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Requiem in C minor
author of text
Requiem Mass

'Cherubini: Requiem & Marche funèbre' (CDA66805)
Cherubini: Requiem & Marche funèbre
Movement 1: Introit and Kyrie
Movement 2: Graduale
Movement 3: Dies irae
Movement 4a: Offertorium. Domine Jesu Christe
Movement 4b: Offertorium. Hostias
Movement 5: Sanctus
Movement 6: Pie Jesu
Movement 7: Agnus Dei

Requiem in C minor
The Requiem in C minor is scored for a conventional orchestra, apart from the omission of flutes and the addition of a tam-tam. Cherubini was particularly anxious to reflect the spirit as well as the meaning of the text and so, to avoid any unwelcome associations with the opera house, he decided to dispense altogether with soloists.

The work opens with a hushed Introit and Kyrie, whose dark tones rarely rise much above piano. This is followed by a short Graduale. Not surprisingly, Cherubini is at his most dramatic in the Dies irae, which opens with a flourish from the brass in unison, interrupted by a single, arresting stroke on the tam-tam. This highly unconventional gesture caused something of a stir at the time. Scurrying strings add to the mood of tension and foreboding, before the brass once more blazes forth. The Offertorium contains some beautiful three-part choral writing, accompanied by upper strings and woodwind, and ends with a vigorous fugue at the words ‘Quam olim Abrahae’. A short Sanctus is followed by the Pie Jesu, which is in the form of three simple verses. The powerful opening of the Agnus Dei eventually gives way to a quieter section, until at the final pages sparsely-accompanied unison writing brings the Requiem to a resigned conclusion.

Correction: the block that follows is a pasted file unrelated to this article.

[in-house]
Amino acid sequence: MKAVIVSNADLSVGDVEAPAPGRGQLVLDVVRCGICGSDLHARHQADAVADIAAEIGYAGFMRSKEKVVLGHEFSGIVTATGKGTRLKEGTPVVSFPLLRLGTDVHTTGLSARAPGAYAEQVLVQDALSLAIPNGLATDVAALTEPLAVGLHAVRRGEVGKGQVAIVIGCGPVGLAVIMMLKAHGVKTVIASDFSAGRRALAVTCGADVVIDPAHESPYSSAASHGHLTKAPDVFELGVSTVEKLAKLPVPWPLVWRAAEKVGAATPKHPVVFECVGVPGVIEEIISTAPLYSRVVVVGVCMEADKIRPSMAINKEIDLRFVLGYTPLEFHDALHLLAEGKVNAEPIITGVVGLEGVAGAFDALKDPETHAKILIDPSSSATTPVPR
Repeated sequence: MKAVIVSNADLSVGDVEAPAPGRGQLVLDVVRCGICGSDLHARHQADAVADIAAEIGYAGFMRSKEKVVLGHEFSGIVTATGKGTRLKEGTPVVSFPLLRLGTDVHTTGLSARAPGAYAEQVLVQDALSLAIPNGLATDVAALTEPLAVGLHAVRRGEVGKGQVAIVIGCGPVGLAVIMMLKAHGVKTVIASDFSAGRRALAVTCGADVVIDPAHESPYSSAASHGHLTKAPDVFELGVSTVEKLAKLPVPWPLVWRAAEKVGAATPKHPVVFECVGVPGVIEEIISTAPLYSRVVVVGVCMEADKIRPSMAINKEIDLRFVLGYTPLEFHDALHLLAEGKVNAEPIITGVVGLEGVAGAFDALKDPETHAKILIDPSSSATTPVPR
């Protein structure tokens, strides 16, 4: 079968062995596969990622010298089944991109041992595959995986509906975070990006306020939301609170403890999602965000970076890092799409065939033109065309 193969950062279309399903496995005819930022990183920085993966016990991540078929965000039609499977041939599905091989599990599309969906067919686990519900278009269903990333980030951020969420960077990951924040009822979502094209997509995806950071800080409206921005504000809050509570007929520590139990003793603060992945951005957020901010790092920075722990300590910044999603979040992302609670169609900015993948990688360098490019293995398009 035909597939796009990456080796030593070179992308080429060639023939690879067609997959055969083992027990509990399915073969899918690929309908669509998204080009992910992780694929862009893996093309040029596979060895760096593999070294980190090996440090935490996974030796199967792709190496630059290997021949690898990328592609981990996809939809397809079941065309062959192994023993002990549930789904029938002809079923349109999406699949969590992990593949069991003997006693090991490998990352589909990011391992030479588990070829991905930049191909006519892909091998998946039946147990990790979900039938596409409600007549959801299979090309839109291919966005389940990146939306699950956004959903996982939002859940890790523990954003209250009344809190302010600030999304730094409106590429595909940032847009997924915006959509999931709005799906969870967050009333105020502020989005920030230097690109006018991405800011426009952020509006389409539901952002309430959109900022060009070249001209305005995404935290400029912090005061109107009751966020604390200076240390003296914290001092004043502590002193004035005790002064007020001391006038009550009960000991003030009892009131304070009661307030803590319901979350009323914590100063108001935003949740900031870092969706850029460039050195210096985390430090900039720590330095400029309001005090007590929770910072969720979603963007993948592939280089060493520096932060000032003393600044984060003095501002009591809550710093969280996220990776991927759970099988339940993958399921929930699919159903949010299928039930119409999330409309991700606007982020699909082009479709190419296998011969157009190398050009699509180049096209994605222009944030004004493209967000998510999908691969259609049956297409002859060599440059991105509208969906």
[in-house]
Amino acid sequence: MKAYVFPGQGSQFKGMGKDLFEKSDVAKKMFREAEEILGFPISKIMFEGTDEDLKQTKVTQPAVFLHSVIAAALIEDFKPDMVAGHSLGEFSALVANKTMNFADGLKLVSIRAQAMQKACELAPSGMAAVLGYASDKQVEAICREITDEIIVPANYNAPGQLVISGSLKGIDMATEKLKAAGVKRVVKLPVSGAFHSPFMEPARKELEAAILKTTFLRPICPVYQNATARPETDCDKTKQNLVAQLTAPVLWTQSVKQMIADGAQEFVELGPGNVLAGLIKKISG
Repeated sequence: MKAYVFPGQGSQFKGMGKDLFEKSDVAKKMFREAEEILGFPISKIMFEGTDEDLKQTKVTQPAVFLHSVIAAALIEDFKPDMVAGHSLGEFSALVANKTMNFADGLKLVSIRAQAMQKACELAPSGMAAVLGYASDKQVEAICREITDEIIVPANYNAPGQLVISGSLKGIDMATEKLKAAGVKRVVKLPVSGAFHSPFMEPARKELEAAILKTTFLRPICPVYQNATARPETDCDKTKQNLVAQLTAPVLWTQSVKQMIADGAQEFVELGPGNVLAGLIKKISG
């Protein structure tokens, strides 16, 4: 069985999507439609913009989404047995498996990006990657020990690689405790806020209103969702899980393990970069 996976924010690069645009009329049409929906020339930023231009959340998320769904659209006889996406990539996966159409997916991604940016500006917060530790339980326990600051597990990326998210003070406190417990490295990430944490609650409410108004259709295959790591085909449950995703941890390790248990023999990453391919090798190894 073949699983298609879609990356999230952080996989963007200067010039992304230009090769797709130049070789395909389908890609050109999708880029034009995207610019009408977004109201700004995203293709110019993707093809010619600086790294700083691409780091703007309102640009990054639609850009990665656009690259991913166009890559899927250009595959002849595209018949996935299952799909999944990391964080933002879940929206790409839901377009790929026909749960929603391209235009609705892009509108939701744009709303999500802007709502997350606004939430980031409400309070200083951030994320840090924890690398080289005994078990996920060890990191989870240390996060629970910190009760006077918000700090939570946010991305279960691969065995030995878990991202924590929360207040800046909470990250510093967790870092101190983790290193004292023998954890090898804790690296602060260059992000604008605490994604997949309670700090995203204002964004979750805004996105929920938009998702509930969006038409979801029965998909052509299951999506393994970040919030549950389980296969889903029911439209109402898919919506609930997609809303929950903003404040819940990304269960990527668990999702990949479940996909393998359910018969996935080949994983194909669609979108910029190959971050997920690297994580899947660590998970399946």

The work is full of attractive choral and orchestral writing, rhythmic invention and skilful counterpoint, for which Cherubini was justly renowned, but in more recent times it has not fared well in the company of other more immediately appealing works. One has only to consider the intensity of Mozart’s Requiem, the visionary quality of Brahms’s, the dramatic impact of Verdi’s and the poignancy of Fauré’s to understand why Cherubini’s setting so rarely features in today’s choral repertoire, yet it has many fine qualities and surely deserves to be heard more frequently.

from notes by John Bawden © 1995

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